3. Run the following command (requires PowerShell V3)

gci -recurse | % { gi $_.FullName -stream * } | where stream -ne ':$Data'

To test that this works properly navigate to a random directory on your computer and run the following commands:

new-item test.txt -Type file
Add-Content test.txt &quot;test content&quot;
Add-Content test.txt -str HiddenStream &quot;Hidden test content stored in the stream&quot;
get-content .\test.txt
get-content test.txt -str HiddenStream

Now navigate to some folder above the directory where you ran these commands and run the command to find all files with alternate data streams and you should see our test.txt file come up.

For a more complete description of what you can do with NTFS Alternate Data Streams in PowerShell V3 please check out this blog post.

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Clean up Active Directory Computers and Users with stock PowerShell

Here two commands that will quickly help you delete computers and users from active directory that havn’t logged on for over a month.

For computers use:

Get-ADComputer -properties LastLogonDate -filter * | where LastLogonDate -LT (get-date).AddDays(-30) | Remove-ADObject -Recursive

For users use:

Get-ADUser -properties LastLogonDate -filter * | where LastLogonDate -LT (get-date).AddDays(-30) | Remove-ADObject -Recursive

Both commands will prompt you before deleting the object so that you can sanity check each deletion before it occurs and if your unsure simply choose not to delete that object.

It’s quick, easy, and if you simply delete the things your sure you can delete you will likely be leaps ahead of where you started.

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Get-Member lies

Get-Member lies.

Let me show you.

Here are some arrays:

$Array = @()
$Array2 = 1,2
$Array3 = "Thing1","Thing2"

Here is what GM says about these arrays:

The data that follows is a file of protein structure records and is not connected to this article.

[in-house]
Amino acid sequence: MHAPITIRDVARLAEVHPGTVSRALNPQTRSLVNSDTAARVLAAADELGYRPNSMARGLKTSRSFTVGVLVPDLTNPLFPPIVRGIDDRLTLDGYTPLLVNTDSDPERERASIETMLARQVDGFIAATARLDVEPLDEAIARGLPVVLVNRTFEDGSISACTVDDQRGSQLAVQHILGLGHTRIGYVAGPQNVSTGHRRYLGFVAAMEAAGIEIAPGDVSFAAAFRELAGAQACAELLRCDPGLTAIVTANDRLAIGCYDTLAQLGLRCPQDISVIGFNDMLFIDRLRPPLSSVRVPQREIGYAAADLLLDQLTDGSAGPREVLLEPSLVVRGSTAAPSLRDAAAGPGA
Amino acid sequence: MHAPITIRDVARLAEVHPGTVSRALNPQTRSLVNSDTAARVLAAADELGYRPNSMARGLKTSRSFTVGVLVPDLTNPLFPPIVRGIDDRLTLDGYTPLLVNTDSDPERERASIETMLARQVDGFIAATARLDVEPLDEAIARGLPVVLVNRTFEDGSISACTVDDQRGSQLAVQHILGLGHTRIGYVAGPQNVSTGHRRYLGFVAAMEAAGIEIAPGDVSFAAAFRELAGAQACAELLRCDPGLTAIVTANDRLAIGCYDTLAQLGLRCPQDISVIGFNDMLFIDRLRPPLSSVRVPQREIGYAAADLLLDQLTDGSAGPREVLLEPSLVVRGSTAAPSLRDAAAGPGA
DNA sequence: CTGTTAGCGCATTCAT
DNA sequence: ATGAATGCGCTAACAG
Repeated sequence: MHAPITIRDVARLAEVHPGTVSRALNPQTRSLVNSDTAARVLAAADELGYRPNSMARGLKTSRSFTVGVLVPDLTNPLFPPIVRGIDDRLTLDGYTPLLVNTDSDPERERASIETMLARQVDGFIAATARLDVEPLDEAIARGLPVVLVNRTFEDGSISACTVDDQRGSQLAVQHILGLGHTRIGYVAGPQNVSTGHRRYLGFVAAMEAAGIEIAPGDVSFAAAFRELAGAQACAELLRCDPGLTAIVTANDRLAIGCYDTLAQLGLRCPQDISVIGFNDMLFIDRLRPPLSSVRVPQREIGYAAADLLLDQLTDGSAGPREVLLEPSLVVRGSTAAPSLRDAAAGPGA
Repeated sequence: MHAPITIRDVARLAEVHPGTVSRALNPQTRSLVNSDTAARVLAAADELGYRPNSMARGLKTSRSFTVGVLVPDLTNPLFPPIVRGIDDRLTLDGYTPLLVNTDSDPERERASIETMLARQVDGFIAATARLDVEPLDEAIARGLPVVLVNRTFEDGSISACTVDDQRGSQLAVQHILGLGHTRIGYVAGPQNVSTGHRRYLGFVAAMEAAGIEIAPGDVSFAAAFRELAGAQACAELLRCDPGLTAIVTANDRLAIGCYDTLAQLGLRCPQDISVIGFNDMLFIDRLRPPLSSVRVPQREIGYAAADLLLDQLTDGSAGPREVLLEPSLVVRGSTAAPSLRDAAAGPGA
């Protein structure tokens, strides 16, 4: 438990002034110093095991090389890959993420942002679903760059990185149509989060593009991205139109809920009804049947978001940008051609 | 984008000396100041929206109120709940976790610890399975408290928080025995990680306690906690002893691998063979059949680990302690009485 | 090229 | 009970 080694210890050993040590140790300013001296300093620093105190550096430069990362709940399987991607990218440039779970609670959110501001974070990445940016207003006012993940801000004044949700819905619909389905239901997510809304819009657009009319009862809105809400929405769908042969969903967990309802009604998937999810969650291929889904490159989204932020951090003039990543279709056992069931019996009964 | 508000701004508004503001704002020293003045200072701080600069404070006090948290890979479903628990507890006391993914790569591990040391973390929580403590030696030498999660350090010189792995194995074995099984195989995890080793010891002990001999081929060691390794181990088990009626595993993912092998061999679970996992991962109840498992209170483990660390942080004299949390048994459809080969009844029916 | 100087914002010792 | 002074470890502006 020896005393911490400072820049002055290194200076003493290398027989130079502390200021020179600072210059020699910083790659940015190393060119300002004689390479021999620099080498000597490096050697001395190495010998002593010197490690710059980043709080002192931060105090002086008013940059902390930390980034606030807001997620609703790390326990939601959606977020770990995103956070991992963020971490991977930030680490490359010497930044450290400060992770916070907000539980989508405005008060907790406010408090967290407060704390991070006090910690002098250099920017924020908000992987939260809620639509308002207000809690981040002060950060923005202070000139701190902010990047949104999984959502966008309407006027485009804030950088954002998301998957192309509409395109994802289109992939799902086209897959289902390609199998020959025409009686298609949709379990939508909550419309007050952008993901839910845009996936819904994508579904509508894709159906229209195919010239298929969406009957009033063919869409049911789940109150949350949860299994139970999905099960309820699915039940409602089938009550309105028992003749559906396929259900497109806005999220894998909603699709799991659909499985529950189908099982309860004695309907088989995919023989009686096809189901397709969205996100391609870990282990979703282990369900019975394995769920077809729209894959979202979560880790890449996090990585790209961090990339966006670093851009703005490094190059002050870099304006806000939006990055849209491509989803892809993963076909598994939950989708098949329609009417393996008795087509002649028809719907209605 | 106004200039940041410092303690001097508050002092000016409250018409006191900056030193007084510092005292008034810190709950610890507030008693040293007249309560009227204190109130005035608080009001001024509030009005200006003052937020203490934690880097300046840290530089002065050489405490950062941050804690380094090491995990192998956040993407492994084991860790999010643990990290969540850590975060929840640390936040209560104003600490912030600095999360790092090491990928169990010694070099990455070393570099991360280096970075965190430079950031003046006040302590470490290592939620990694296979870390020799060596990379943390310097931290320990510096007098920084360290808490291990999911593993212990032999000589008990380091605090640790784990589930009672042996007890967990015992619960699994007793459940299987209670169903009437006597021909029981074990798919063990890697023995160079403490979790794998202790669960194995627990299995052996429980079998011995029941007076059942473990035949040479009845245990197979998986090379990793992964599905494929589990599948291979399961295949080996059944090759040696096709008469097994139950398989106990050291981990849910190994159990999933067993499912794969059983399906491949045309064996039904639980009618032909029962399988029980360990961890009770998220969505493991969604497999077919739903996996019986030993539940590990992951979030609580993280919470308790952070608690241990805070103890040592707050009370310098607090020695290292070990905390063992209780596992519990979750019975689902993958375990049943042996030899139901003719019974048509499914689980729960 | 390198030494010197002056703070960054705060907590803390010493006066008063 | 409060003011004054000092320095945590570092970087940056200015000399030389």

PS H:\> $Array | GM
GM : No object has been specified to the get-member cmdlet.
At line:1 char:10
+ $Array | GM
+          ~~
+ CategoryInfo          : CloseError: (:) [Get-Member], InvalidOperationException
+ FullyQualifiedErrorId : NoObjectInGetMember,Microsoft.PowerShell.Commands.GetMemberCommand

PS H:\> $Array2 | GM


TypeName: System.Int32

Name        MemberType Definition
----        ---------- ----------
CompareTo   Method     int CompareTo(System.Object value), int CompareTo(int value), int

…


PS H:\> $Array3 | GM


TypeName: System.String

Name             MemberType            Definition
----             ----------            ----------
Clone            Method                System.Object Clone(), System.Object ICloneable.Clone()
CompareTo        Method                int CompareTo(System.Object value), int CompareTo(string strB), int IComparab...

…

LIES, ALL LIES!

Here is how you force GM to tell you the truth, we use , . That is right ,, this small period that grew a tail is the truth serum to your filthy lying GM problems.

Let me demonstrate:

PS H:\> ,$Array|GM


TypeName: System.Object[]

…

PS H:\> ,$Array2|GM


TypeName: System.Object[]

…

PS H:\> ,$Array3|GM


TypeName: System.Object[]

…

Now we can clearly see the true type of the object and the methods that are available to us.

Thanks goes out to Marco Shaw for providing this solution here,

Update 2013-02-12:

If you open powershell and run get-help about_array, then navigate down to the heading GET THE MEMBERS OF AN ARRAY you will find the following:

GET THE MEMBERS OF AN ARRAY

To get the properties and methods of an array, such as the Length
property and the SetValue method, use the InputObject parameter of the
Get-Member cmdlet.

When you pipe an array to Get-Member, Windows PowerShell sends the items
one at a time and Get-Member returns the type of each item
in the array (ignoring duplicates).

When you use the InputObject parameter, Get-Member returns the
members of the array.

For example, the following command gets the members of the array in the
$a variable.

Get-Member -InputObject $a

You can also get the members of an array by typing a comma (,) before
the value that is piped to the Get-Member cmdlet. The comma makes the
array the second item in an array of arrays. Windows PowerShell pipes
the arrays one at a time and Get-Member returns the members of the array.

,$a | Get-Member

,(1,2,3) | Get-Member

There you have it, the comma forces PowerShell to dynamically create an array of array’s and then get-member gets the type of the arrays within the array thereby giving us the actual properties of the array we are interested in.